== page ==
So when influential people come on television and claim the media's calling of these thieves "looters" just another example of stereotyping and profiling, I wonder how they are so completely able to ignore the miles of video footage showing non-essential items being carried out of stores, stolen almost proudly with no sense of shame or apology. I wonder what kind of twist on such a scenario they can possibly spin to make such lawlessness acceptable or the fault of anyone else - the American people or the government or the hurricane itself - other than these thugs who are so utterly lacking in common decency.

This is not the time to draw racial lines in the sand. This is not the time to accuse the American population of racial neglect. Certainly blame needs to be laid where it belongs when we finally have the time to examine the reasons it took entirely too long to help these people. I would wager that victims in areas that are comprised of predominately white communities are as neglected by the powers that be as those folks in New Orleans. These people are probably feeling just as abandoned and helpless and frustrated as those stuck in the Superdome. To claim that any one group is being treated more poorly because of their race or economic background is misdirecting blame, an exercise that will do no one any good.

If you look at pure, empirical data, the population of New Orleans is 67% African American (using 2000 US Census data), and 27% of the population is below the poverty level. Place this disaster in Miami, Florida, we'd be seeing a disproportionate number of Hispanic people (Miami's population is 67% Hispanic) and the poor (28% of Miami's population falls beneath the poverty line), not because of discrimination but because of demographics. It's not a conspiracy.

And I would be no less outraged if the current situation existed in Miami, and I'd give just as much to help those who needed it. Just as I would be no more outraged if the entire state of Rhode Island, with its 85% caucasian and 89% over the poverty level population, were experiencing this tragedy. It's wrong in any color.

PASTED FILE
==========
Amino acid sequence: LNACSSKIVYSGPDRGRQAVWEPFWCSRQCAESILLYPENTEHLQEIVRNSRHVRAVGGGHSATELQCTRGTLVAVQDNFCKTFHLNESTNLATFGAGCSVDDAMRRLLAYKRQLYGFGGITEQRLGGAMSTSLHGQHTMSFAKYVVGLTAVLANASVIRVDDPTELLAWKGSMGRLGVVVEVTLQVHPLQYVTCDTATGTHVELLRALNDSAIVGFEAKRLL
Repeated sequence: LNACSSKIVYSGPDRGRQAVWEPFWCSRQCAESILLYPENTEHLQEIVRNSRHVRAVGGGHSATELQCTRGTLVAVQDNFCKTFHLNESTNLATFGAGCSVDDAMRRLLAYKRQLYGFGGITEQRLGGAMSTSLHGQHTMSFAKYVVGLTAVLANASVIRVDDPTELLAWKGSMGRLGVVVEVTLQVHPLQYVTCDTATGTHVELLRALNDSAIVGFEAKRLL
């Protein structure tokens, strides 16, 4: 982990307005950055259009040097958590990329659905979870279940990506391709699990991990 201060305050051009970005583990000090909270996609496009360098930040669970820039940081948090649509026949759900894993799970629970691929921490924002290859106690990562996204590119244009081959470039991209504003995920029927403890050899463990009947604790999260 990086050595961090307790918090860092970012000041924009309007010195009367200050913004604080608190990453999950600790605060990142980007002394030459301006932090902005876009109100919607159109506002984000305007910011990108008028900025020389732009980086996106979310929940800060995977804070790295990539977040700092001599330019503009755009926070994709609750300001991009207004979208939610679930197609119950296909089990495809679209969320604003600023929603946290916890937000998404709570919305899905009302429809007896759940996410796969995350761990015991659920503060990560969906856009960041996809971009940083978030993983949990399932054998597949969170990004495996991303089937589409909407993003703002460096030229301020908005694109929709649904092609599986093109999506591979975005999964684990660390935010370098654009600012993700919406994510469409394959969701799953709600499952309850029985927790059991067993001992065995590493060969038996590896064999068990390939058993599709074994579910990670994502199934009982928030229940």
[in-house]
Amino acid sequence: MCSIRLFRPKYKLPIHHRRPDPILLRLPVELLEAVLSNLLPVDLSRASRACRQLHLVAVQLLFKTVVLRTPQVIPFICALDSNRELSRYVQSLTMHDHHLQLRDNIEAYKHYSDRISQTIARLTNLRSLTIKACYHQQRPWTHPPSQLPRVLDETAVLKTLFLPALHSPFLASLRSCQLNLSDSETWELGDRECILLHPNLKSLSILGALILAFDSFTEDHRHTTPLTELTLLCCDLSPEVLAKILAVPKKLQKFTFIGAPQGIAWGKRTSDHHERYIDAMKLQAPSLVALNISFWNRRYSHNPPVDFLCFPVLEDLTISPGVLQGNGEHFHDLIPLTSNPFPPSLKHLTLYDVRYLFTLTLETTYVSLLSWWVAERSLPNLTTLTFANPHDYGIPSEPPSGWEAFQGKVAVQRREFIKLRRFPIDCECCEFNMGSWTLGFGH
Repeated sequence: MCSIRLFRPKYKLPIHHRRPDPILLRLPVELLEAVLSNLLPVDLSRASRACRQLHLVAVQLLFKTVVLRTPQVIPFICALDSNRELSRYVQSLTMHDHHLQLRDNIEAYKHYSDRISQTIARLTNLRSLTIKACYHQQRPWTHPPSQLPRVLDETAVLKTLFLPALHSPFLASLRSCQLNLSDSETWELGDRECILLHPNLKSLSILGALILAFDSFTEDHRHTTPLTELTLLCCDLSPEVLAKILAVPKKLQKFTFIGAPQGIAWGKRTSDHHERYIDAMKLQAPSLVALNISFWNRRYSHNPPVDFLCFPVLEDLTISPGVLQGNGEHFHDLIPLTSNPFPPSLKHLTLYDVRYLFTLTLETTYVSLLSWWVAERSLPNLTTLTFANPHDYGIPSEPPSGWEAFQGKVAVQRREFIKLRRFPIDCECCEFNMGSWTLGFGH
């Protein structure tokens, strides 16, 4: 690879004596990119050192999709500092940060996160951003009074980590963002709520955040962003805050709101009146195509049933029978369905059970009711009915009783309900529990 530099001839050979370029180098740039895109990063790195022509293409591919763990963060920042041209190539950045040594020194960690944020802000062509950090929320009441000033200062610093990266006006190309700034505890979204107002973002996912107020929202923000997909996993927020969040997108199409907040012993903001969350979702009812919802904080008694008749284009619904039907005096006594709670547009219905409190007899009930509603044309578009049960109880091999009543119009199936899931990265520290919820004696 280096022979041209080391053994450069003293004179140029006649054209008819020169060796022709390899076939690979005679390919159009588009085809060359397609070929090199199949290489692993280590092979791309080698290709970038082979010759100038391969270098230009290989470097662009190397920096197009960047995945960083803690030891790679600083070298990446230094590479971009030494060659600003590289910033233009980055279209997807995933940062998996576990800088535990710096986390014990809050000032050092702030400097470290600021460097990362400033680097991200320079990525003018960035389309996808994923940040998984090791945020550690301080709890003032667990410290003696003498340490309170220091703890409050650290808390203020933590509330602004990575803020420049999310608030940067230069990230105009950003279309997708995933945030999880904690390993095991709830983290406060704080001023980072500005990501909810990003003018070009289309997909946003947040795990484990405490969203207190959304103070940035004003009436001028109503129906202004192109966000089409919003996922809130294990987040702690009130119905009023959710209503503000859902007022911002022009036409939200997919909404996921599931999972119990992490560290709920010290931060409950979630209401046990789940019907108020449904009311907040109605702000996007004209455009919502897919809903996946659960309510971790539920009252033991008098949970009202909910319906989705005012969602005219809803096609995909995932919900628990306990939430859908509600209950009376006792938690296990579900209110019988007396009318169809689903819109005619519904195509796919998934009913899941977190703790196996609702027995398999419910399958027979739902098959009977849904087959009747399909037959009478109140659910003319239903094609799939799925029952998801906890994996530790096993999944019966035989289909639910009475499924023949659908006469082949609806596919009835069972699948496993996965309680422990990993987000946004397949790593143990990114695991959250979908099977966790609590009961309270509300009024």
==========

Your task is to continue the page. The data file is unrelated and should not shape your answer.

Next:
But this should not be about race. This should be about people needing help. Now. To jump to making accusations only serves to alienate and divide us when we most need to stick together and help each other out. This is already a national embarrassment. Let's not make it worse by throwing stones at each other.

5 comments:

MaryF said...

Wonderful post!! I'm applauding!!

Major Mike said...

Nice post. Spot on.

Alyssa said...
This comment has been removed by a blog administrator.
Alyssa said...

Amen to that. Great post, Lynn.

Anonymous said...

Well argued, Lynn!

The issues of disadvantage and race/skin colour are complex, and it's infuriating when people reduce it to a simplistic 'you're all racist' statement for their own ends. Undoubtedly, race plays a part in poverty levels, in New Orleans and elsewhere - but that's not the same as saying that we're racist if we dare to refer to 'looters' or 'refugees'.

And claiming that 'refugee' is a racist term... I'm stunned. I haven't heard that one, by the way, but have those who argue it never seen refugees in Eastern Europe? People who fled Bosnia and Macedonia and the former Yugoslavia? White-skinned, all of them.

The mind boggles.


Wendy